19. The Searchers #97
1. To Kill a Mockingbird #85
25. Die Hard #63
14. Rear Window #40
8. It's a Wonderful Life #38
2. Aliens #37
13. The Wizard of Oz #36
9. Star Wars: The Empire Strikes Back #30
3. Lawrence of Arabia #15
11. The Lord of the Rings: The Fellowship of the Ring #11 (same as the list proper)
23, Apocalypse Now #9
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Did ANY superhero movies make the list at all? I know some peeps had issues with MCU movies potentially making it, but still, none at all is pretty ridiculous considering the great positive reception countless superhero films got since X-Men. I mean, come on. You can't tell me Endgame didn't give you an experience you'll never again feel in the theaters.


Btw, I didn't vote for Endgame, but that film will still have a special place in my theater-born heart just for what it did for me. I get to tell my grandkids that I was there for the most exciting experience in cinematic history worldwide.



Tdk is a big surprise, to my bet, but after we reach top 10 it seems the chance somehow diminished.
A big blow for nolan fan?



Did ANY superhero movies make the list at all? I know some peeps had issues with MCU movies potentially making it, but still, none at all is pretty ridiculous considering the great positive reception countless superhero films got since X-Men. I mean, come on. You can't tell me Endgame didn't give you an experience you'll never again feel in the theaters.


Btw, I didn't vote for Endgame, but that film will still have a special place in my theater-born heart just for what it did for me. I get to tell my grandkids that I was there for the most exciting experience in cinematic history worldwide.
No, I didn't vote for any MCU films but I really enjoyed all of them, some lesser than others. But there's a part of me that thinks if I'm going to watch any, I want to watch the whole slew back-to-back, and I don't own all of them. Still, there are some really entertaining films in that group.



That elusive hide-and-seek cow is at it again
  1. Alien - 13
  2. Chinatown - 17
  3. **** - Nope
  4. **** - Longshot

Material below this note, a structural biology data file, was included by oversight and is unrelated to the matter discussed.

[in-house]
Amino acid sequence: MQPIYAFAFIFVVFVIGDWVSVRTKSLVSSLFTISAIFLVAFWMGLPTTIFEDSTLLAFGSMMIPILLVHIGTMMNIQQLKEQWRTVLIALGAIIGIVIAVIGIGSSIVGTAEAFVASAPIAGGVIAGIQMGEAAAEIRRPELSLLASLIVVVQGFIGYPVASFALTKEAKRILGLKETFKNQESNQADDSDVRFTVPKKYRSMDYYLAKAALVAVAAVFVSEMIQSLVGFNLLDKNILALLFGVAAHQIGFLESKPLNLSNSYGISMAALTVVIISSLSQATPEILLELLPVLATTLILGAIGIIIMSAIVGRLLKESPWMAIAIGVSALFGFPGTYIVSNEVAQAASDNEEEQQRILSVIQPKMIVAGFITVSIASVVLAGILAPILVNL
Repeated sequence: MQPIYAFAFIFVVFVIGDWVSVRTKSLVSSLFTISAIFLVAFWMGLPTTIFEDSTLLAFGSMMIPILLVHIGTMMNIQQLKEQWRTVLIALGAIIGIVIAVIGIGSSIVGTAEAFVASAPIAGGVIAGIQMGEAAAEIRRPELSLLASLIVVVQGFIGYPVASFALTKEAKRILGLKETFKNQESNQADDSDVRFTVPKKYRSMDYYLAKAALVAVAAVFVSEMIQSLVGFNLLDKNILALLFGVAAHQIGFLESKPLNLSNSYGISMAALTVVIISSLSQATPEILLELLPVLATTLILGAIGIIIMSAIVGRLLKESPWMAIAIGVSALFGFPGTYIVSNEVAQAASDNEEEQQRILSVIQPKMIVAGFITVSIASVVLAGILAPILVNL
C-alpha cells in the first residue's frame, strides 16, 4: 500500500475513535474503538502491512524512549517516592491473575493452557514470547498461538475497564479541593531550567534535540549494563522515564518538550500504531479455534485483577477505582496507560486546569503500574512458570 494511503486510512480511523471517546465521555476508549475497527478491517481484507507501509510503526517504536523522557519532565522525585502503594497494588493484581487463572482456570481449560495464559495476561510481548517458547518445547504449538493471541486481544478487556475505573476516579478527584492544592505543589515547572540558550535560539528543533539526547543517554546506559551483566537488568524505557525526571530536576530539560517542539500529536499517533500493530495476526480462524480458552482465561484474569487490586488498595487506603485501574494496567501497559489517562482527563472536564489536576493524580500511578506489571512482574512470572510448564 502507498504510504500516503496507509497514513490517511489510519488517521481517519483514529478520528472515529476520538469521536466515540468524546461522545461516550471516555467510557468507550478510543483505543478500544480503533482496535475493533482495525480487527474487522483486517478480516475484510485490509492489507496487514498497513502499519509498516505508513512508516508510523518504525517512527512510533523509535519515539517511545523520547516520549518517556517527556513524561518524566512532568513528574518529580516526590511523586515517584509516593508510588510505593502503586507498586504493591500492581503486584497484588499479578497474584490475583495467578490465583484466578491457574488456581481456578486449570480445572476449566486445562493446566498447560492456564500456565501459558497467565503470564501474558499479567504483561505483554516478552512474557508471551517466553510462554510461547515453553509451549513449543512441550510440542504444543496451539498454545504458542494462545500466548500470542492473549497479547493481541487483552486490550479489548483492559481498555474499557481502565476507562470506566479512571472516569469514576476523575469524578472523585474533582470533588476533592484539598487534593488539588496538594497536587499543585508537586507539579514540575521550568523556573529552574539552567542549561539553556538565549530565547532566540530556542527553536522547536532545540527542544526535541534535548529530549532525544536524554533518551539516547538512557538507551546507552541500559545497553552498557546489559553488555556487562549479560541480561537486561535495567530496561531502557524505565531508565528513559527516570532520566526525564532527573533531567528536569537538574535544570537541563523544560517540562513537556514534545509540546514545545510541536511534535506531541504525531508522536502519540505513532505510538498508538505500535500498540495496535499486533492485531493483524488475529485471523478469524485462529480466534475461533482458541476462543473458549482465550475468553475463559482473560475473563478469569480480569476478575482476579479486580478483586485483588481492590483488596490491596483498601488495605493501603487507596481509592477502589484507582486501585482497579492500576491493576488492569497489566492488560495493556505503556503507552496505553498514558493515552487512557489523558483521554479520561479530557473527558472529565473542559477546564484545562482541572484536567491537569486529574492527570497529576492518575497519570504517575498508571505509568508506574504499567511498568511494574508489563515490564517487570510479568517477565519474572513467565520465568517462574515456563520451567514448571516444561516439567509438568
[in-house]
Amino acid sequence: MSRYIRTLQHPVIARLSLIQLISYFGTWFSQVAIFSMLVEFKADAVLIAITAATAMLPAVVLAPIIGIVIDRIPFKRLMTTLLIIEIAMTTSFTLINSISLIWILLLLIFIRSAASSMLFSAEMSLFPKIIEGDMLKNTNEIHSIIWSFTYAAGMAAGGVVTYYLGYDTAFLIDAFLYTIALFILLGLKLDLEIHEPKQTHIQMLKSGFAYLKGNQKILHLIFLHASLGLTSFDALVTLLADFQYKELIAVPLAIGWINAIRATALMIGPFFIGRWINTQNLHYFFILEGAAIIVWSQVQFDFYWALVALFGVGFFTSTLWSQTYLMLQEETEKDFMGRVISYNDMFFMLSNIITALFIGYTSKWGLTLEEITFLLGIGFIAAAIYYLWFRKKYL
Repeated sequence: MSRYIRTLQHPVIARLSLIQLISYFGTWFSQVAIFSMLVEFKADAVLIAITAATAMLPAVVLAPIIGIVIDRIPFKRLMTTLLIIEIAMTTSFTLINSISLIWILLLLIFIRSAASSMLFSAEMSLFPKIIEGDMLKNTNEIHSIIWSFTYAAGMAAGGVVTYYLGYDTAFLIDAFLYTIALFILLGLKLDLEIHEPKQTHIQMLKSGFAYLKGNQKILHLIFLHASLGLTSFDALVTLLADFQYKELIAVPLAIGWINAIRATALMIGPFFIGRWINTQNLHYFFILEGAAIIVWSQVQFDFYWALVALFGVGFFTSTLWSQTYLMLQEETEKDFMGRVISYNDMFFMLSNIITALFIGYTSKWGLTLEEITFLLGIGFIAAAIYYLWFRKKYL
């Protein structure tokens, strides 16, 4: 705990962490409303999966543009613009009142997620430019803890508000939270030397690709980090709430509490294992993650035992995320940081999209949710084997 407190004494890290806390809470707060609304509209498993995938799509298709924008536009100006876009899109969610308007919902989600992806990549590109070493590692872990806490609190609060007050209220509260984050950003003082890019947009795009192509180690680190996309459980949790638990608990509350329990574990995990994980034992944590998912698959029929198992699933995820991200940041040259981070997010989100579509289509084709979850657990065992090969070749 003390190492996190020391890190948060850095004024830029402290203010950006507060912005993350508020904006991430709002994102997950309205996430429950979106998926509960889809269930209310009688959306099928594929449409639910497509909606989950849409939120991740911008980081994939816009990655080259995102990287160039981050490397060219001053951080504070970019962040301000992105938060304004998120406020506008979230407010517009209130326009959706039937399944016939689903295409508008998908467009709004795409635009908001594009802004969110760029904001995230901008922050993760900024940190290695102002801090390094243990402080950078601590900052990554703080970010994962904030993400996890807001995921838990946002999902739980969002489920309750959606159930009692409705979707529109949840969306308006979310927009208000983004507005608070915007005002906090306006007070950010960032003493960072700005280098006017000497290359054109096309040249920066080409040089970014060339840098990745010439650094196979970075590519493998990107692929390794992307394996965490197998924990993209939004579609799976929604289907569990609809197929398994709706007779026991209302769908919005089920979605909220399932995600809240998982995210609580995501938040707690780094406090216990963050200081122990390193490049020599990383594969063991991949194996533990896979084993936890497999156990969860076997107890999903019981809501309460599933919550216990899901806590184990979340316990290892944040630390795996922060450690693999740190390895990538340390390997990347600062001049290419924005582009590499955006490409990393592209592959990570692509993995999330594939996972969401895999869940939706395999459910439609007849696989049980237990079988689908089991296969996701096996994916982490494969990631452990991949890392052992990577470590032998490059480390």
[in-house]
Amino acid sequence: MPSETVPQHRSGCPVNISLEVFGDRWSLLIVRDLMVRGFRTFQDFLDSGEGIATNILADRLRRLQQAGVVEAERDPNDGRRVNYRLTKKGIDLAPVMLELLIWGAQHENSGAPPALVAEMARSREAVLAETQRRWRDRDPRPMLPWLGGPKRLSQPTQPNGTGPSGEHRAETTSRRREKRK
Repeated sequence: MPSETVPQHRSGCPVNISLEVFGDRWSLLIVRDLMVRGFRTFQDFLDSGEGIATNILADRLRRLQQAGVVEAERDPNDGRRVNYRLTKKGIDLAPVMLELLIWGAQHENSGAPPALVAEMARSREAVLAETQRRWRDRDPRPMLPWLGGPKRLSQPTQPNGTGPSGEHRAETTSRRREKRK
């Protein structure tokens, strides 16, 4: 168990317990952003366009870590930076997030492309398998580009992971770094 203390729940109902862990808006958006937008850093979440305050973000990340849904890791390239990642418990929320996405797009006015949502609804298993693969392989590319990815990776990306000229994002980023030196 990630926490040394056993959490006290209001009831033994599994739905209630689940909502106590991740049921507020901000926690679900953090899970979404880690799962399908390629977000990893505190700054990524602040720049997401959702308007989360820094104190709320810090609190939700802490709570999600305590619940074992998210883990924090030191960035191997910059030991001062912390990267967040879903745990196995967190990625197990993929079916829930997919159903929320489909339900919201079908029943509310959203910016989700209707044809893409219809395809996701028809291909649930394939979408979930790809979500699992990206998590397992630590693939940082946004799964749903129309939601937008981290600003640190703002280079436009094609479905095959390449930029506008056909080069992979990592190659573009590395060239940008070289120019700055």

5. **** - Shame, but nope
  6. **** - Nope
  7. **** - Nope
  8. **** - Nope
  9. **** - Nope
  10. Apocalypse Now - 9
  11. Magnolia - 74
  12. **** - Doubt it
  13. **** - Should be, but nope
  14. Pan's Labyrinth - 68
  15. **** - Nope
  16. **** - Shame, but nope
  17. **** - %^@#$%&ers
  18. **** - Possible
  19. **** - Likely
  20. **** - Nope
  21. **** - Not at this point
  22. Star Wars - 78
  23. **** - Nah
  24. Unforgiven - 43
  25. Fight Club - 52


It's not that I hate Goodfellas, but the more praise I see for it the more I'd rather watch A Bronx Tale. Nows, yews CAN'Ts leave.
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I'm not a fan of war movies, but I watched Apocalypse Now for this countdown. It was a difficult watch, and too long, but as war movies go, it's a good movie. It's just not something that I would ever want to watch again.
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Setsuko Hara is my co-pilot
When Woman Ascends the Stairs
Didn't vote for it! It's not even the best Naruse and I didn't vote for any Naruse for that matter!

I think it's pretty safe to say that

NO MOVIES FROM M LIST MADE IT!!!
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While waiting for number nine, here are a bunch of my ballot choices that did not make it...

[*] The Princess Bride (1987)
This was my one-pointer, which I thought had a more than decent chance of actually making the countdown. I love this movie the way many of the MoFos on this list love The Wizard of Oz. The Ruby Red Slippers made the cut and The Dread Pirate Roberts did not. Too funny and quoteable and iconic not to show it some love. No regrets.